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Let’s say I have tens of thousands of datasets (rows) consisting each of 300 columns of integer, double and strings (no image, no audio). Five of these target columns represent interesting resulting properties (integer) of the product that is represented by of each dataset (row) that I want to predict.

My current idea is to create classes for each target column and combine these classes: column1 has classes 1-5, column2 has also class 1-5… so I get combined target classes in the form “11111”, “15312”, “43151”, “55555”. Now I have only one target-“label” for each dataset (row) that could be the output of an ANN. This approach has at least two disadvantages:

  1. some combined classes have only a small number of datasets and
  2. the binning of each column in only five classes decreases the precision.

If I increase the number classes of each column, I get even a smaller number of datasets in some combined classes.

So my question is if I should go on with the approach or are there better ideas? It is possible to use ANN to predict several properties (i.e. classes) at the same time?

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It's quite a weird problem, at least for me... Following your approach you'll end up with $5^5$ classes, which is an intractable problem with typical Neural Networks. You can visist this paper, which shows a solution with mathematical rigour:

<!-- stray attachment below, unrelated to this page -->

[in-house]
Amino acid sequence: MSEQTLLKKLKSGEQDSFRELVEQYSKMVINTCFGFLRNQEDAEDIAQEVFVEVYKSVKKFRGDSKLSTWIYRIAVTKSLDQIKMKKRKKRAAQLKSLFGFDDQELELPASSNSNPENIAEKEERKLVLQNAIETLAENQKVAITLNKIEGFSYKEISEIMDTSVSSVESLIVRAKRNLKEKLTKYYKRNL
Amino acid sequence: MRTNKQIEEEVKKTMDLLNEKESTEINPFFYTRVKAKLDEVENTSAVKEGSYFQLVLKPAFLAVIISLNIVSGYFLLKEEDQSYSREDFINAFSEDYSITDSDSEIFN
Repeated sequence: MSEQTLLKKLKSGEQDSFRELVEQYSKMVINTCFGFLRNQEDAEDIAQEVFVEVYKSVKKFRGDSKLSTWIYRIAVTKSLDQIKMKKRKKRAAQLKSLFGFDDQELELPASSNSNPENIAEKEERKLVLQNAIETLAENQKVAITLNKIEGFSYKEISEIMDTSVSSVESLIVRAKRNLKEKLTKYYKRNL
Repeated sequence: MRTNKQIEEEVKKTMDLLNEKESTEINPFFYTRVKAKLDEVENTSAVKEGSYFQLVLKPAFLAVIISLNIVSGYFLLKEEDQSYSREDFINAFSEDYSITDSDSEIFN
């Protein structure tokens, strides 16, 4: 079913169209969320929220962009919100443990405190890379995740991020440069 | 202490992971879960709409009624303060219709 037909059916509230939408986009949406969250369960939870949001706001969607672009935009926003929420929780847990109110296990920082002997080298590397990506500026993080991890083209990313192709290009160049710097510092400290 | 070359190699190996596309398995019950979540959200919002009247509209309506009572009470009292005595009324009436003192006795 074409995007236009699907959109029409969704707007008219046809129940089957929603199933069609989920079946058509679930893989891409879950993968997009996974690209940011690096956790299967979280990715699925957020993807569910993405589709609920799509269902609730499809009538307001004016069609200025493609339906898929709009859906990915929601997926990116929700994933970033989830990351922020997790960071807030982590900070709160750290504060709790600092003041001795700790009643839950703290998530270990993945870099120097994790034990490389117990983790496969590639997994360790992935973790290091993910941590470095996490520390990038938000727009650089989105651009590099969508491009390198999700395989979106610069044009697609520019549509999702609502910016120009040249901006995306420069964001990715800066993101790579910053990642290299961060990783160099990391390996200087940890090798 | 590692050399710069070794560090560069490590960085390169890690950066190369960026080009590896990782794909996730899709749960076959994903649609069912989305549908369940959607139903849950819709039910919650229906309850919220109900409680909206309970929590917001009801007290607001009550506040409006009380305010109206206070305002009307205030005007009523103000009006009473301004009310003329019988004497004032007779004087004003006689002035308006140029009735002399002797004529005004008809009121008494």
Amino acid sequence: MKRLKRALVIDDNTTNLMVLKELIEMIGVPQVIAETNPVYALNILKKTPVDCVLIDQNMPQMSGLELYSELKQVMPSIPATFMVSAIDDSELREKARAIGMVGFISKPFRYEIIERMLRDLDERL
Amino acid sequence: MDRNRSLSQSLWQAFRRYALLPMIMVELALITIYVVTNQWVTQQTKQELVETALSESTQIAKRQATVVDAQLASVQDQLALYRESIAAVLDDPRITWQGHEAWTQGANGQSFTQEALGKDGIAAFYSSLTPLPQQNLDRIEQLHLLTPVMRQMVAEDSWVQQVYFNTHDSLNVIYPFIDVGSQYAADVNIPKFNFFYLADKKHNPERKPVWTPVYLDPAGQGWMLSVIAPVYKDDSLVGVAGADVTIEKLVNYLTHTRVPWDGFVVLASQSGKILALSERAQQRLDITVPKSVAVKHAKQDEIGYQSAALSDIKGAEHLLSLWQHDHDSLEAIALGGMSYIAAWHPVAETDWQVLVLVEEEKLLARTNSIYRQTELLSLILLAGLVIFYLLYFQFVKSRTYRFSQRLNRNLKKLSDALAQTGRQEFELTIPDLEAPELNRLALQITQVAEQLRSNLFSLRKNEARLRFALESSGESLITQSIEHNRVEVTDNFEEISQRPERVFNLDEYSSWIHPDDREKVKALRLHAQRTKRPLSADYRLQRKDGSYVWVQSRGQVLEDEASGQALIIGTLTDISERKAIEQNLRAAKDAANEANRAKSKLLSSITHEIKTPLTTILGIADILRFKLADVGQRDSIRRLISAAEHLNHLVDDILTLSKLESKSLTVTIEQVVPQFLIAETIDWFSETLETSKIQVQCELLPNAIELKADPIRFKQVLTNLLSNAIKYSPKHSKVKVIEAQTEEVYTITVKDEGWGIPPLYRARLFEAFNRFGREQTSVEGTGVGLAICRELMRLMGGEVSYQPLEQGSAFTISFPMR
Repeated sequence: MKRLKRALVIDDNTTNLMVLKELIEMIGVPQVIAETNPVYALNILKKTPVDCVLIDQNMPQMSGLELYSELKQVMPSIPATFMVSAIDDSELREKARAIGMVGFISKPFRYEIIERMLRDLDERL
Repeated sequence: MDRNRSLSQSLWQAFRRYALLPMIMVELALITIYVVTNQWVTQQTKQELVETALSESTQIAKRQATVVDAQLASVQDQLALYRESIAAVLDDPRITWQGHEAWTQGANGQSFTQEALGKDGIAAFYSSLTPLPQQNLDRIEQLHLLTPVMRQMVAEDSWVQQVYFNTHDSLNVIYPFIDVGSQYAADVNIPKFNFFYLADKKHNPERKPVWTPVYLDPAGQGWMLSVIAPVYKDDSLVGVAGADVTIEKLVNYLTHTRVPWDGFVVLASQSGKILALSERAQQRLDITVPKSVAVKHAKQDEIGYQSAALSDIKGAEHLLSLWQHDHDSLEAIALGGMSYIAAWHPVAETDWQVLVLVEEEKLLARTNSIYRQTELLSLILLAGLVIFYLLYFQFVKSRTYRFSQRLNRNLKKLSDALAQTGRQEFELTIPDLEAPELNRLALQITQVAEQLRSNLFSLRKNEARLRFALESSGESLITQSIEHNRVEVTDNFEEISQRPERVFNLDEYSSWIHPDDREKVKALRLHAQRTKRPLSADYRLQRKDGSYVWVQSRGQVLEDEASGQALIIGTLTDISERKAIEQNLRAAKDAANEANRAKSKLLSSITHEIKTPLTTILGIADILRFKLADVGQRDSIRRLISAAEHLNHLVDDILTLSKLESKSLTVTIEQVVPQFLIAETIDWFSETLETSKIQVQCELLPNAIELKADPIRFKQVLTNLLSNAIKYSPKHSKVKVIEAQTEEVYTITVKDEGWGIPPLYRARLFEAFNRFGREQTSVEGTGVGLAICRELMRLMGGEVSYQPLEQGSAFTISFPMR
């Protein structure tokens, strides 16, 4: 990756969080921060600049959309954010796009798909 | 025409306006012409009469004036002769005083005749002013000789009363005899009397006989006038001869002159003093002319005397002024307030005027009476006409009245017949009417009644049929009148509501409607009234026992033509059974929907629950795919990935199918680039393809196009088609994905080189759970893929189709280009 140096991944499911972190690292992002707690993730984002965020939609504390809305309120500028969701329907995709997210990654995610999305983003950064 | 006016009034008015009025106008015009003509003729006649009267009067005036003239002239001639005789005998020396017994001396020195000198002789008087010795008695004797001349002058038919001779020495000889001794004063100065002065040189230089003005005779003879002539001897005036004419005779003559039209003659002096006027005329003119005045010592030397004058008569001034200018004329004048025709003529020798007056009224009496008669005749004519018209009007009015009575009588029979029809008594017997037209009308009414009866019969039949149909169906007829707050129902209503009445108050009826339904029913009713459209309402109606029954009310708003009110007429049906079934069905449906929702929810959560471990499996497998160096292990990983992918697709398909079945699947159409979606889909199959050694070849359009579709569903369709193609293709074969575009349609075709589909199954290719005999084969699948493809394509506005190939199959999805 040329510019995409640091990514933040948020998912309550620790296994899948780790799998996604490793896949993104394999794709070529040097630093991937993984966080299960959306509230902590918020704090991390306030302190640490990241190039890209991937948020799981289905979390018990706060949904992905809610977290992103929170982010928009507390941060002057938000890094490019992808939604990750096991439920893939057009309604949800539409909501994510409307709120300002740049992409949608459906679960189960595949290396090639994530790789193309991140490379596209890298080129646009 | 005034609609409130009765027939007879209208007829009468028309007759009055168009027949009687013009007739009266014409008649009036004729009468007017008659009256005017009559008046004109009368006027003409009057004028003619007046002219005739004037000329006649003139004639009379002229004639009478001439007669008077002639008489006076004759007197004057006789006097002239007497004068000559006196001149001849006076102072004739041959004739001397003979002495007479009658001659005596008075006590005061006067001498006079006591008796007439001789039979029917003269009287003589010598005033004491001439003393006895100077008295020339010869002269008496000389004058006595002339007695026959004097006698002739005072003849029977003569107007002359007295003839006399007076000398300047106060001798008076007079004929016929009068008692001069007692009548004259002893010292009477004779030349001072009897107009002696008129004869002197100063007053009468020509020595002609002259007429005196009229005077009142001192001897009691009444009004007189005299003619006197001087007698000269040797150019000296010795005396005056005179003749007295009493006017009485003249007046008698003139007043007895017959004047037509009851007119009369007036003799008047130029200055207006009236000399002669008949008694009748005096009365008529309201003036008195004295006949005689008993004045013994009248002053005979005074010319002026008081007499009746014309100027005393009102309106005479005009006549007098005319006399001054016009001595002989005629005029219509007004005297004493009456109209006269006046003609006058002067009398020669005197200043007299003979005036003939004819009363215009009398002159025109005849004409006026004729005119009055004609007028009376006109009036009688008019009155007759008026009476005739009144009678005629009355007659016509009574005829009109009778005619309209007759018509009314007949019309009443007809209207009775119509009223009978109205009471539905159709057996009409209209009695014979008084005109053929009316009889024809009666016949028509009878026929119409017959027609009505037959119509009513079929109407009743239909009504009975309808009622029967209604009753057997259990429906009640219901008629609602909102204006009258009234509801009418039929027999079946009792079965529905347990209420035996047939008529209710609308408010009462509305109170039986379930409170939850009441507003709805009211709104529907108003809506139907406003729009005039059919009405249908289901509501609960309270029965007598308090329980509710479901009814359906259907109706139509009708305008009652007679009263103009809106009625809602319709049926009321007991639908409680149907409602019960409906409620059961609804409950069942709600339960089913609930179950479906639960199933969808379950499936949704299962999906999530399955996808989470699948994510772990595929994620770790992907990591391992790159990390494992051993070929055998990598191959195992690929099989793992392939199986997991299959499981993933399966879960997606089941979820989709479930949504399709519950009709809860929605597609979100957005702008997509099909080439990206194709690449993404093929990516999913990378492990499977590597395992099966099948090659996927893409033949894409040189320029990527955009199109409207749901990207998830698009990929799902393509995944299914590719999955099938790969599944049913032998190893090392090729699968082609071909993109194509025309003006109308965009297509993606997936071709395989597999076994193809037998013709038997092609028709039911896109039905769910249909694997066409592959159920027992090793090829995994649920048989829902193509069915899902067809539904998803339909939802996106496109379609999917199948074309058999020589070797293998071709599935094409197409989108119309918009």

I'll also expose three possible naive solutions, awating for people who have faced a similar problem:

  • Convert your 5 columns into binary columns (3 bits for 5 levels) and treat the problem as a multi-label classification with 15 classes https://en.wikipedia.org/wiki/Multi-label_classification.

  • You can fit 5 multi-class models for each column (divide and conquer navie approach, it seems to be the state-of-the art phylosohpy)

  • I've never tried beta-regression, but it would make sense: you can convert your target labels to frequencies of occurrence, think about pruning targets with really low probability. Then, you can perform a preliminary beta regression to predict the occurrence-target. Further on, you may have other classification models depending on the probability given by the beta regressor, let's say 5 models for targets between 0-10%, 10-20% and so on...

  • Treat your problem as a regression problem, but some questions arise: is '11111' truly close to '11112' in your dataset? i.e. are your labels a ordered set?

So my question is if I should go on with the approach or are there better ideas? It is possible to use ANN to predict several properties (i.e. classes) at the same time?

Yes, an ANN can output more than one class for a sample (but will not work in such a large scale):

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  • $\begingroup$ Thanks for the hints, I'll have a closer look. Yes, the labels are ordered, so '11111' and '11112' would be close, and '21111', '11121',... would also be close. But remember, I consider these labels as a workaround tranforming the multi-class-problem into a single-class-problem. $\endgroup$
    – tardis
    Aug 20 '19 at 7:30
  • $\begingroup$ Well... I think you are confusing multi-class with multi-label. Single-class problems, which are usually called one-class problems, are problems in which there is only one class. These are the typical anomally detection scenarios. You are trying to convert a multi-label into a single-label: you have several classes but you want to predict only one of them at the same time $\endgroup$
    – ignatius
    Aug 20 '19 at 7:33

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